The ANSWER…. What causes leg cramps while sleeping?

Leg cramps normally occur when your leg muscles contract and become painful. It’s a very common condition and is often harmless. In most cases, leg cramps usually affect the calf muscles.

Some rare cases also affect the thighs and feet.

Once this painful contraction passes, your legs may feel numb and tender for up to 10 minutes. Leg cramps that affect the thighs usually last the longest.

According to findings of one report published in the American Family Physician, experiencing leg cramps while sleeping is more common than you would think. Approximately 60% of adults and around 7% of children often undergo this painful ordeal at night.

On average, three out of four cramping episodes happen while sleeping.

As you might have guessed, nocturnal leg cramps usually disrupt the victim’s sleep cycle and prolonged episodes might cause insomnia.

In this article, we’ll be discussing what causes leg cramps while sleeping, some of the common treatments you can use, prevention measures that you can adopt, and finally highlight key red flags that demand medical attention.

What Causes Leg Cramps?

Below are some of the causes of leg cramps while sleeping.

Leg muscle fatigue

Overexertion of leg muscles during the day is one of the main culprits that causes leg cramps while sleeping at night. Engaging in intensive exercises or standing for long hours during the day usually exhausts the leg muscles, making them more vulnerable to cramping at night.

Prolonged sitting

Sitting for longer periods during the day and not engaging in any form of stretching exercise causes nocturnal leg cramps. This kind of physical inactivity causes your body muscles to shorten and increases the risk of your leg muscles cramp or spasm while you sleep.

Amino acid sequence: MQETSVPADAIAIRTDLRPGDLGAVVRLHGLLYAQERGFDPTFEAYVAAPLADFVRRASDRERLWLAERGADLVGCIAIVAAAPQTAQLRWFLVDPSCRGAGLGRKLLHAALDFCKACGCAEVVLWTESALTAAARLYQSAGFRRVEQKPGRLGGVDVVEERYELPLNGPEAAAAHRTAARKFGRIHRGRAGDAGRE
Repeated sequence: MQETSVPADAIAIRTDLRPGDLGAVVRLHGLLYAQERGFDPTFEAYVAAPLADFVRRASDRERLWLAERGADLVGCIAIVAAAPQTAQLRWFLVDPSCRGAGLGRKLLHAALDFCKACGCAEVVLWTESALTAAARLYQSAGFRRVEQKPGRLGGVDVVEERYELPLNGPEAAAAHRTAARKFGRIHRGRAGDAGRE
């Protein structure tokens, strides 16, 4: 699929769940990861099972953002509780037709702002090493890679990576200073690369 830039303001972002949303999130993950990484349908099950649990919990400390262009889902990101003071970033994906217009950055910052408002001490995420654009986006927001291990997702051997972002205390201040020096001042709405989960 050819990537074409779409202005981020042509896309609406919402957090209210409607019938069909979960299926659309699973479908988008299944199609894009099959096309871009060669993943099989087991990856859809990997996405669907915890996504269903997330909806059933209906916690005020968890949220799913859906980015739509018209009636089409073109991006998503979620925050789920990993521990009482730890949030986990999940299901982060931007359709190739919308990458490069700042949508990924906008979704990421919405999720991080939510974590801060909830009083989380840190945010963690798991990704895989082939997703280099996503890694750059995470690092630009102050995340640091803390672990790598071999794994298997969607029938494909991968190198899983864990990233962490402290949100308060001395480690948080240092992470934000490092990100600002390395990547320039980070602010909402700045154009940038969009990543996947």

Wrong sleeping posture

Sleeping in a position that interferes with normal blood circulation to your legs is a common cause of leg cramps during the night. Sleeping with your legs crossed is an example of bad sleeping posture. You should always adopt a culture of sleeping in a position that stretches out your muscles and doesn’t restrict blood flow to the legs.

Chronic medical issues

Long-term illnesses such as those relating to blood sugar, kidney health, liver, and nerves also cause leg cramps while sleeping.

Drug side effect

Several medicines such as conjugated estrogens, naproxen, and many others often caution muscle cramping as a high potential side effect. Normally, these drugs cause electrolyte imbalances and hormonal changes in the body and might later cause leg cramps while you sleep.

Treating Leg and Calf Cramps

Treating leg cramps immediately will tremendously increase your chances of sleeping better for the rest of the night. Here are some quick remedies to help you find relief while at home:

  • Gently stretch out your leg muscles
  • Massage the affected part using your hand or a foam roller
  • Flex and release your feet repeatedly to help extend the contracting muscles
  • Apply a warm surface to the affected area

Many people often rush to use nonsteroidal anti-inflammatory medicines like aspirin not knowing that leg cramps aren’t inflammatory by nature. Therefore, these drugs only help to relieve the pain and can’t take away the cramps.